I had a day off. Well, maybe not a day off, an unexpected unusual day on the farm: the CSA farmer’s equivalent of a snow day. I stayed home from market. We are way more comfortable when there is someone back at the farm during our long market day. Sasha tends to the livestock, but an adult sidekick is needed in case of emergency. Usually the apprentices rotate through this day, market day, farm day, and back again. With Deanna out of town, I quickly realized it was easiest for me to stay back. It could be an adult only market day (eliminating the near full time job of watching an active 2 year old at the market). I still had to wake at 3 am with Paul and ready him for market as did William, but we had the luxury of snuggling back into bed at 3:45 when the van pulled out of the driveway. A drizzly morning led to a slow moving round of chores and an extra long spell of kitchen time. I made quick work of it and processed a batch of my new favorite condiment: home made sriracha. Made exclusively with the mildest of hot peppers we grow here, Czech Black, this hot sauce is the perfect addition to our plates, edible spicy, love it.

When the skies opened blue we headed out to a clearing project  in the “wedding field” named of course for it was the chosen location for Paul and my nuptials in 2001. Sasha has taken over the clearing of the “old place”. When we first moved onto our original 60 acres, they included a scant 5 acres of open land. We began the process of clearing old logging yards that had long since overgrown and returning some of the gentle hillsides into the pastures they once were. When we purchased adjacent property we increased our open land perhaps three fold and abandoned the labor intensive task of clearing scrubland. With Sahsa’s youthful energy and 2 horses to care for, he has taken over where we left off and is most certainly a grass farmer in the making. Over the past years since he has gotten his horse and taken over managing her food supply, he has learned first hand the significance of pasture management. Now, with not only a push mower, but a riding mower, weed eater and chain saw to call his own, he can truly manage these areas of the farm in a way that benefits all.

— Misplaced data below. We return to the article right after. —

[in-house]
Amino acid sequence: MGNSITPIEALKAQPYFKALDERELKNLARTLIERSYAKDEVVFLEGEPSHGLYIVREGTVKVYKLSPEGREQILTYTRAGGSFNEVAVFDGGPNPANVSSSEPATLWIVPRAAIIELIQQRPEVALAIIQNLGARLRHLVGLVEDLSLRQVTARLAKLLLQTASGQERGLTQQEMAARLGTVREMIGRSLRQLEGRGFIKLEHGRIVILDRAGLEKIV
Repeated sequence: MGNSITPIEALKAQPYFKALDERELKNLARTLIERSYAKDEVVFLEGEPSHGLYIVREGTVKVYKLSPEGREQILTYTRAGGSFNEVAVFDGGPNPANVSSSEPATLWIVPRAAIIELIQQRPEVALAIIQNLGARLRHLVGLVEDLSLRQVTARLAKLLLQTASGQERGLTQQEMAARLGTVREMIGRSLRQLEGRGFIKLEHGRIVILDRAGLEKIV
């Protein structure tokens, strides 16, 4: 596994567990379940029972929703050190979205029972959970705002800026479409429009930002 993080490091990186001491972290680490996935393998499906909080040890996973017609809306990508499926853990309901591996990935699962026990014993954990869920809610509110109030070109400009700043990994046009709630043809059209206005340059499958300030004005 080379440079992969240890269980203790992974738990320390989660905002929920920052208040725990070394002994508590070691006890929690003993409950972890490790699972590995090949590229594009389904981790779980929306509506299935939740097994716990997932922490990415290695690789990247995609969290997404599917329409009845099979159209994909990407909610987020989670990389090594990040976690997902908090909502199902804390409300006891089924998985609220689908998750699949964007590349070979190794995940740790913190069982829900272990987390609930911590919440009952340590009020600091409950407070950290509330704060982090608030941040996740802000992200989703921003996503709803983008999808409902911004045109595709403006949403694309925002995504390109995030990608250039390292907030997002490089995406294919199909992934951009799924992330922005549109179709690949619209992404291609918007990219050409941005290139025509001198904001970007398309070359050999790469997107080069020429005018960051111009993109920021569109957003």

Back to my day off. After William woke from a long and late nap, my whole posse happily headed to a remote corner of our acreage. Along side me was a happy teenager hauling all sorts of tools, a thrilled toddler in the creek “deep” “fishies”, and a gleeful middle daughter toting the picnic lunch we all carefully prepared. The sun was shining, the air had the post storm crispness that we all adore. I found a way to please the whole crew: teenager adores power tools, toddler adores water, mud, trees, grass and wild berries, and middle daughter loves a good picnic with her family.Mama, well, I was just happy for the restful break from routine.